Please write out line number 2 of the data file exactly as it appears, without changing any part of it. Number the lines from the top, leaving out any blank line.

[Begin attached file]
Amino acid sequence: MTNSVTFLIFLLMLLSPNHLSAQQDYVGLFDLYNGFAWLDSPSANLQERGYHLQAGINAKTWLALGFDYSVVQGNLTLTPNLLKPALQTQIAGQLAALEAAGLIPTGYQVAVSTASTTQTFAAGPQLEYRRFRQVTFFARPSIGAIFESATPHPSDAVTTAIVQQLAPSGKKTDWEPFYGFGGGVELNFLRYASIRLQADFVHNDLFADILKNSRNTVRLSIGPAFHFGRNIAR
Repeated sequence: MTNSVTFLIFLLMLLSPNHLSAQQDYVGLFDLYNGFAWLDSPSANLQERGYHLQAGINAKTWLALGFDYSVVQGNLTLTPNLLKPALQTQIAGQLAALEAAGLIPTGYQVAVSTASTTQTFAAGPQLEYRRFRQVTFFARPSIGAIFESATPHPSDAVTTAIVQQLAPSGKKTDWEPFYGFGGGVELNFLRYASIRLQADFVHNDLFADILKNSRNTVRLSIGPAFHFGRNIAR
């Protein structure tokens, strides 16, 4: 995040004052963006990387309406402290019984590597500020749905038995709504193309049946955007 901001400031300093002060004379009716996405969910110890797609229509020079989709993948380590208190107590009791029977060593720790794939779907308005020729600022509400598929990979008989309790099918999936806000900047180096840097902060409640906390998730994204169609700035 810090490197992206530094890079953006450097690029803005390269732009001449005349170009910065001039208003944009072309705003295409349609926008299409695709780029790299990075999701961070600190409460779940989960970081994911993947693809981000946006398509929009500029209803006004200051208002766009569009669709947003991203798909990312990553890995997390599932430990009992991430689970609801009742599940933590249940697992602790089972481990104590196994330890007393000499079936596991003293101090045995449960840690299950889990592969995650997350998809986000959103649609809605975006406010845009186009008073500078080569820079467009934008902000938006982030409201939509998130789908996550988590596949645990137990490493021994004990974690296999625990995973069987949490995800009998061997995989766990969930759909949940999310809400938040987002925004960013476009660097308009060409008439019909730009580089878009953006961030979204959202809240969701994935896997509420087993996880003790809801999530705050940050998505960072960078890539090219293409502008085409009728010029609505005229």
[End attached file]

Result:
Repeated sequence: MTNSVTFLIFLLMLLSPNHLSAQQDYVGLFDLYNGFAWLDSPSANLQERGYHLQAGINAKTWLALGFDYSVVQGNLTLTPNLLKPALQTQIAGQLAALEAAGLIPTGYQVAVSTASTTQTFAAGPQLEYRRFRQVTFFARPSIGAIFESATPHPSDAVTTAIVQQLAPSGKKTDWEPFYGFGGGVELNFLRYASIRLQADFVHNDLFADILKNSRNTVRLSIGPAFHFGRNIAR